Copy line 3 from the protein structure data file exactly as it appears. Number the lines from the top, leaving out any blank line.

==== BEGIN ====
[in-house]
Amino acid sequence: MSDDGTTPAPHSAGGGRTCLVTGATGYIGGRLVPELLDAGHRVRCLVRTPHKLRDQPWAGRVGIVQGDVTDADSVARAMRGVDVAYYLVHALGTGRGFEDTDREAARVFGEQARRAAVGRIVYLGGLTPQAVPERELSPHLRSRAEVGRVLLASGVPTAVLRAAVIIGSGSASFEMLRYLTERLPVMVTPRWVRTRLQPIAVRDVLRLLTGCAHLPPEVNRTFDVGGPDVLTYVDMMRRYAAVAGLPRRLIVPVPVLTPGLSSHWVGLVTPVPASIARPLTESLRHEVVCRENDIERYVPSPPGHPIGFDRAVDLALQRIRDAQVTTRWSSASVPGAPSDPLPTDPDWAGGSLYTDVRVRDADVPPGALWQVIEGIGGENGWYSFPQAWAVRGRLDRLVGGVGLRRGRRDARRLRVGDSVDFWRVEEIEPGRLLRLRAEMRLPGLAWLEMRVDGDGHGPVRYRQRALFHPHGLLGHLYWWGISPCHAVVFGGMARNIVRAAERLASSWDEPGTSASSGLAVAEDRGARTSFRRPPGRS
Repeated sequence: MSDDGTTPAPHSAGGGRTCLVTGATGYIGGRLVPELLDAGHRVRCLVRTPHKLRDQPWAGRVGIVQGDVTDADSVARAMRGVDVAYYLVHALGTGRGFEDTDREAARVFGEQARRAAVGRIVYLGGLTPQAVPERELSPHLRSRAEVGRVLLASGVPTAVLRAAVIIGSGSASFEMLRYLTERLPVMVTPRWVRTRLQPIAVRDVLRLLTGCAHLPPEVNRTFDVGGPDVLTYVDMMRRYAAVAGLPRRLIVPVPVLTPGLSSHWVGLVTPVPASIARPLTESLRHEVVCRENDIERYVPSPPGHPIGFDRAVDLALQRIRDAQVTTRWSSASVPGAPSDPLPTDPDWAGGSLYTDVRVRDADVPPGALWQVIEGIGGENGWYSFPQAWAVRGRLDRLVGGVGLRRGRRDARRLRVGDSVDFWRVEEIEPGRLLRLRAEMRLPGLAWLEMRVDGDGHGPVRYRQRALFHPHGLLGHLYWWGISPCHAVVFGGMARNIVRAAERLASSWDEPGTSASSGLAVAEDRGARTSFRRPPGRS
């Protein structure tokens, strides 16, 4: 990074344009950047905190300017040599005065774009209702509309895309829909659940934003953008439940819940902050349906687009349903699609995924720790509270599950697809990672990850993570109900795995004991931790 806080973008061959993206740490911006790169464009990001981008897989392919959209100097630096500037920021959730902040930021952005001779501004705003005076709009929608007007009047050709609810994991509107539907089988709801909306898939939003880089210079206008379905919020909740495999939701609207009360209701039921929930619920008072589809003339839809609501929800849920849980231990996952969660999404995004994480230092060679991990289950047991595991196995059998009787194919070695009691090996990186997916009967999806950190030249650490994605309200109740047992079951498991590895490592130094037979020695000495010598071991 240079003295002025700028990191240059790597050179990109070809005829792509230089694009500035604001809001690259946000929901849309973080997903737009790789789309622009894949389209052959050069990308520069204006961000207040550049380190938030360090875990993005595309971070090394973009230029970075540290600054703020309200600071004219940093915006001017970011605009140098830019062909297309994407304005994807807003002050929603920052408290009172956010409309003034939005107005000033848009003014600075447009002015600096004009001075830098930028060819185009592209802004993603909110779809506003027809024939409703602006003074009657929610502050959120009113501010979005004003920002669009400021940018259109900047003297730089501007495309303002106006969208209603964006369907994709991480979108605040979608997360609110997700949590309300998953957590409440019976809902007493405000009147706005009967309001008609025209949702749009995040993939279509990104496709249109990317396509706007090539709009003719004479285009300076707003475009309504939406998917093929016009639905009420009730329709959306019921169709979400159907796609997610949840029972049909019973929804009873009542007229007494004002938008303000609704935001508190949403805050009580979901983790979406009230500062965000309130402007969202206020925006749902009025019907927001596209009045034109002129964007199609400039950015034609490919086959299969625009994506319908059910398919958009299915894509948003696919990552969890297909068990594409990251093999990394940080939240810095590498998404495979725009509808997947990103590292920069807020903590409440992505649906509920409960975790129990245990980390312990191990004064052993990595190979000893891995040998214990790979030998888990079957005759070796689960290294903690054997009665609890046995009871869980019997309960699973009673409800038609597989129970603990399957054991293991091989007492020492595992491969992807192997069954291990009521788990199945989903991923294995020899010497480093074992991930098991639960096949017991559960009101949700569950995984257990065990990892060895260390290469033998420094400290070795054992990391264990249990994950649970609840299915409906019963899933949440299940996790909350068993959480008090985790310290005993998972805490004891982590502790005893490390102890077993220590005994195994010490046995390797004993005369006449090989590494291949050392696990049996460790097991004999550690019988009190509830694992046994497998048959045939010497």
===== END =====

Repeated sequence: MSDDGTTPAPHSAGGGRTCLVTGATGYIGGRLVPELLDAGHRVRCLVRTPHKLRDQPWAGRVGIVQGDVTDADSVARAMRGVDVAYYLVHALGTGRGFEDTDREAARVFGEQARRAAVGRIVYLGGLTPQAVPERELSPHLRSRAEVGRVLLASGVPTAVLRAAVIIGSGSASFEMLRYLTERLPVMVTPRWVRTRLQPIAVRDVLRLLTGCAHLPPEVNRTFDVGGPDVLTYVDMMRRYAAVAGLPRRLIVPVPVLTPGLSSHWVGLVTPVPASIARPLTESLRHEVVCRENDIERYVPSPPGHPIGFDRAVDLALQRIRDAQVTTRWSSASVPGAPSDPLPTDPDWAGGSLYTDVRVRDADVPPGALWQVIEGIGGENGWYSFPQAWAVRGRLDRLVGGVGLRRGRRDARRLRVGDSVDFWRVEEIEPGRLLRLRAEMRLPGLAWLEMRVDGDGHGPVRYRQRALFHPHGLLGHLYWWGISPCHAVVFGGMARNIVRAAERLASSWDEPGTSASSGLAVAEDRGARTSFRRPPGRS